It is interesting that the present-day period in the history of radiation transfer theory and its applications is characterized by increasing efforts in solving the specific problems of medical imaging and diagnosis. This problem appears to be very complicated. The new developments concerning the optical tomography and the propagation of infrared radiation in a biological tissue can be found in review papers by Arridge (1999), Gibson et al. (2005), Tarvainen et al. (2005) and also in some more recent particular publications.
For systematic study of the radiation transfer theory including the theoretical basis and the computational methods one can recommend the excellent textbooks by Sparrow and Cess (1978), Siegel and Howell (2002) and Modest (2003).
In a set of articles following from this introduction, a reader can find a basic knowledge with the references to the above mentioned textbooks and also to some interesting archive papers. The most important results of the present-day studies reported recently in journal papers are also included. The latter is expected to be important for potential readers who should know the state-of-the-art in the computational radiative transfer in participating media.
Some articles of this topic are not ready at the moment and you might find the words “to be prepared” instead of the article. Nevertheless, the “radiation” team will do the best to complete this work as soon as possible. Moreover, we are going to update the contents of this topic regularly to follow the new methods and findings in the computational radiative transfer field.
Adzerikho, K.S., Nogotov, E.F., and Trofimov, V.P. (1992) Radiative Heat Transfer in Two-Phase Media, New York: CRC Press.
Arridge, S.R. (1999) Optical tomography in medical imaging, Inverse Problems, 15(2): R41-R93.
Case, K.M. and Zweifel, P.F. (1967) Linear Transport Theory, Reading (MA): Addison-Wesley.
Chandrasekhar, S. (1950) Radiative Transfer, Oxford: Oxford Univ. Press (also Dover Publ., 1960).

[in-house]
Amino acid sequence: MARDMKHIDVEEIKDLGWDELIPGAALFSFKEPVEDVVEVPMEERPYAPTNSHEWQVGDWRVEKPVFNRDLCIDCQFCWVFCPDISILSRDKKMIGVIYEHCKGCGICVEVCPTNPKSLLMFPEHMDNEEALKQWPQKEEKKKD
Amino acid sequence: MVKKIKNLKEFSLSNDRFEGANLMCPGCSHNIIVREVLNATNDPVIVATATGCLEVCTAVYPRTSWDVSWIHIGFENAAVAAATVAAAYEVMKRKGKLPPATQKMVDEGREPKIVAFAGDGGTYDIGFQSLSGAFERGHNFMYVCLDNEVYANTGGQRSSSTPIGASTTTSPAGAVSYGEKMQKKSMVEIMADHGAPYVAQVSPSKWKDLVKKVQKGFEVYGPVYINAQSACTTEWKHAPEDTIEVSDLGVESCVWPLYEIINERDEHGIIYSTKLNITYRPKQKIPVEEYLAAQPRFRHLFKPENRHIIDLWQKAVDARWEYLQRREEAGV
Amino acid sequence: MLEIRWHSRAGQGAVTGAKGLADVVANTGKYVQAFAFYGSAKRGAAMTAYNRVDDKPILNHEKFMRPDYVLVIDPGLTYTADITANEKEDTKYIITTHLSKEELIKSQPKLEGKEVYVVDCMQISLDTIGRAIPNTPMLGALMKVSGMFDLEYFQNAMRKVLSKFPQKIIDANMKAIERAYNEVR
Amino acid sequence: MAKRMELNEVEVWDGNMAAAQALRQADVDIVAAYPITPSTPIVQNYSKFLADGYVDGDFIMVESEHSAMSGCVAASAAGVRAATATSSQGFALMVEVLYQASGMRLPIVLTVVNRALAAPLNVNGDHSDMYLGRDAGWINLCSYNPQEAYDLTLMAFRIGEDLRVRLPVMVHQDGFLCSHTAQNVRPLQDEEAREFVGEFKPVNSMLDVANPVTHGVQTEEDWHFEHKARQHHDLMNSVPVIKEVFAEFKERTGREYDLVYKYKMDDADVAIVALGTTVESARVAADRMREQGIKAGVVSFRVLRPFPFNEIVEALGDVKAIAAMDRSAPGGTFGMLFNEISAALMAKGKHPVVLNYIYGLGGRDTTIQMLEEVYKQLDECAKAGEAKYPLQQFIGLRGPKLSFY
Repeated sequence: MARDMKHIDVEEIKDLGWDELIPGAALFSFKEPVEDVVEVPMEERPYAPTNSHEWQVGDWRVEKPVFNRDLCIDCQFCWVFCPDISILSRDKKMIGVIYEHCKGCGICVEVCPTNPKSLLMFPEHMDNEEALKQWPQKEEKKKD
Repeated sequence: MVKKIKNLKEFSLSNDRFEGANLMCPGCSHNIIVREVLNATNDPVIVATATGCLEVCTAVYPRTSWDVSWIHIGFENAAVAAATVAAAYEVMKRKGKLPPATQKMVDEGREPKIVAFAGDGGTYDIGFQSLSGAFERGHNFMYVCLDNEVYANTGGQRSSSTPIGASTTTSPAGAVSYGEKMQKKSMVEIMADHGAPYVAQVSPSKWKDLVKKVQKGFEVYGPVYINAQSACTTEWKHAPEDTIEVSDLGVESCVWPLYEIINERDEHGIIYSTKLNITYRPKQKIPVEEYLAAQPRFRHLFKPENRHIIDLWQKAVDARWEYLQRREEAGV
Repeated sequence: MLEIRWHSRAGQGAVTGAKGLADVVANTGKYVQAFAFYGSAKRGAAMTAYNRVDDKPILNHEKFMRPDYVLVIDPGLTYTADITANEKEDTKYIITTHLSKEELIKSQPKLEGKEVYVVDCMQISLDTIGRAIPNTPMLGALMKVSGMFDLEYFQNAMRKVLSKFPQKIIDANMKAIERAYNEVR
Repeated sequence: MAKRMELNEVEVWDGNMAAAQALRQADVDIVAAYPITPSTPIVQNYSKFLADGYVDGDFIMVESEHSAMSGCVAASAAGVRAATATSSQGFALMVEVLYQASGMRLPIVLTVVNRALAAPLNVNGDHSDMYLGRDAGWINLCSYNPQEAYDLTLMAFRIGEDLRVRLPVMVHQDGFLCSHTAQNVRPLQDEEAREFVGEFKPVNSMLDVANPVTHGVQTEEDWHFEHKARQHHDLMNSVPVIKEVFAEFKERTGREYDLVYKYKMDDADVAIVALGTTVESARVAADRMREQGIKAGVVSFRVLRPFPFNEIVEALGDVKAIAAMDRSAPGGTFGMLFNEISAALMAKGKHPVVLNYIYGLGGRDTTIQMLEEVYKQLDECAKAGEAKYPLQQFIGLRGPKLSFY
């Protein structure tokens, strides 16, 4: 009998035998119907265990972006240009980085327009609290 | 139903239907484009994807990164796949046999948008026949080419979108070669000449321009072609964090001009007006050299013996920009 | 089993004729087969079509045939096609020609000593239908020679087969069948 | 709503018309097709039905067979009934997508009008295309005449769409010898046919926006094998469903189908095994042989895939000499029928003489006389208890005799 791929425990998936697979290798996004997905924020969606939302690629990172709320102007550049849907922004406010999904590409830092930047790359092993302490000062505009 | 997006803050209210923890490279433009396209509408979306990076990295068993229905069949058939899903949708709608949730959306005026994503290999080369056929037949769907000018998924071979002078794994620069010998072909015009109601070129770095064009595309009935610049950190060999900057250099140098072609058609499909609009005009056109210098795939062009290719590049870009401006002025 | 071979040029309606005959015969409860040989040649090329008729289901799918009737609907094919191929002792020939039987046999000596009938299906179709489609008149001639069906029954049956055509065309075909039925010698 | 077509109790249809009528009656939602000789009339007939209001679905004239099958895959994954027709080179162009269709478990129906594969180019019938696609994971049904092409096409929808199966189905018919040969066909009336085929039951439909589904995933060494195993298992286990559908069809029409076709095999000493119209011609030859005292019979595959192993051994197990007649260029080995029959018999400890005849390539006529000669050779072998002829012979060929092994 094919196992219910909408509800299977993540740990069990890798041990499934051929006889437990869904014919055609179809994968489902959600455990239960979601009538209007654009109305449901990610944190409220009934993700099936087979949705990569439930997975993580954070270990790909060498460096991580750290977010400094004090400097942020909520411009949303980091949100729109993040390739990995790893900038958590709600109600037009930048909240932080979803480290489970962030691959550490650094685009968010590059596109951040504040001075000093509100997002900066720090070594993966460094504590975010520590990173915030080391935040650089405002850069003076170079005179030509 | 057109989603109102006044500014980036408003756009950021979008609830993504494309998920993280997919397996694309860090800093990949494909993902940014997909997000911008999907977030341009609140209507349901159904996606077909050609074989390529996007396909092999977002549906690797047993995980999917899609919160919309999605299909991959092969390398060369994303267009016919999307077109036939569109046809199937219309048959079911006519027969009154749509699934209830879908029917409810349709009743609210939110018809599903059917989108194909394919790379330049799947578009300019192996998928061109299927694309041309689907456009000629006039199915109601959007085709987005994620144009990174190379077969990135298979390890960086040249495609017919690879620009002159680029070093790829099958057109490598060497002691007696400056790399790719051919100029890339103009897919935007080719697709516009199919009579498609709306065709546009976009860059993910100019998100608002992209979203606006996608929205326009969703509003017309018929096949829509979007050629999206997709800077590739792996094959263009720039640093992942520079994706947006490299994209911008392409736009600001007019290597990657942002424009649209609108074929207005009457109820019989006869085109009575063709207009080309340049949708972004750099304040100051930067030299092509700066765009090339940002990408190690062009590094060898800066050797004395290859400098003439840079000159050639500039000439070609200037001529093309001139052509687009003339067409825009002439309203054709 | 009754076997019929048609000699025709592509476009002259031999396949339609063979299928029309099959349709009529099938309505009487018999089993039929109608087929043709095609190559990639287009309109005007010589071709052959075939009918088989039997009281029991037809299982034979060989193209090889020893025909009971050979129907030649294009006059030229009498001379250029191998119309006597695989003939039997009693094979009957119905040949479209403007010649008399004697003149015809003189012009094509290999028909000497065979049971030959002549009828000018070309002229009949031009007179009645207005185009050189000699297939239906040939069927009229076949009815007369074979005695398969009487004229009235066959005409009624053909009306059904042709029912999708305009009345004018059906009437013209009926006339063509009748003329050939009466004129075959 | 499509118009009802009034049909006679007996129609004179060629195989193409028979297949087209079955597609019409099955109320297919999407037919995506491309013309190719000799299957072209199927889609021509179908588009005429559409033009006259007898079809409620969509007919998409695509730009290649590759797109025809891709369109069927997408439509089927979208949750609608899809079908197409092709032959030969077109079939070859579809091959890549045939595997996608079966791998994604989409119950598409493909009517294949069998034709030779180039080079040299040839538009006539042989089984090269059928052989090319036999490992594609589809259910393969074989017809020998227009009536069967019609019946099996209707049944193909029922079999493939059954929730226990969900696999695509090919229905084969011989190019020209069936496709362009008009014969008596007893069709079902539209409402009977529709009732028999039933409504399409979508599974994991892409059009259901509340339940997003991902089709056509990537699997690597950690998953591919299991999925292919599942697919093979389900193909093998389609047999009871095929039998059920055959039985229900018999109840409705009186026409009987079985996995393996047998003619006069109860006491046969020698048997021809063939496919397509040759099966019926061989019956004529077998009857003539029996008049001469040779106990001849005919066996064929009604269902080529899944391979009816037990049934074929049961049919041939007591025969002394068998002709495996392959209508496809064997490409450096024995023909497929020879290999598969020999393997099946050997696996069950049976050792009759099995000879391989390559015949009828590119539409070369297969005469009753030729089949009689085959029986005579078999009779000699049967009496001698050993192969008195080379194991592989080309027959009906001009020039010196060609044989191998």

Davison, B. (1957) Neutron Transport Theory, London: Oxford Univ. Press.
Dombrovsky, L.A. (1996) Radiation Heat Transfer in Disperse Systems, New York: Begell House.
Gibson, A.P., Hebden, J.C., and Arridge, S.R. (2005) Recent advances in diffuse optical imaging, Phys. Med. Biol., 50(4): R1-R43.
Goody, R.M. and Yung, Y.L. (1989) Atmospheric Radiation: Theoretical Basis, Second ed., New York: Oxford Univ. Press.
Kokhanovsky, A.A. (2006) Cloud Optics, Ser. “Atmospheric and Oceanographic Science Library”, v. 34, Berlin: Springer.
Liou, K.N. (2002) An Introduction to Atmospheric Radiation, Second ed., Int. Geophys. Ser., v. 84, San Diego: Acad. Press.
Marchuk, G.I. and Lebedev, V.I. (1986) Numerical Methods in the Theory of Neutron Transport, New York: Harwood.
Modest, M.F. (2003) Radiative Heat Transfer, Second Edition, New York: Acad. Press.
Özişik, M.N. (1973) Radiative Transfer and Interaction with Conduction and Convection, New York: Wiley.
Siegel, R. and Howell, J.R. (2002) Thermal Radiation Heat Transfer, Fourth Edition, New York: Taylor & Francis.
Sobolev, V.V. (1969) Course of Theoretical Astrophysics, Springfield: NASA Tech. Transl. F-531 (original Russian edition – Moscow: Nauka, 1967).
Sobolev, V.V. (1975) Light Scattering in Planetary Atmospheres, Oxford: Pergamon Press (original Russian edition – Moscow: Nauka, 1972).
Sparrow, E.M. and Cess, R.D. (1978) Radiation Heat Transfer, New York: McGraw-Hill.
Tarvainen, T., Vauhkonen, M., Kolehmainen, V., Arridge, S.R., and Kaipio, J.P. (2005) Coupled radiative transfer equation and diffusion approximation model for photon migration in turbid medium with low-scattering and non-scattering regions, Phys. Med. Biol., 50(20): 4913-4930.
Viskanta, R. (2005) Radiative Transfer in Combustion Systems: Fundamentals and Applications, New York: Begell House.
Williams, M.M.R. (1971) Mathematical Methods in Particle Transport Theory, New York: Wiley.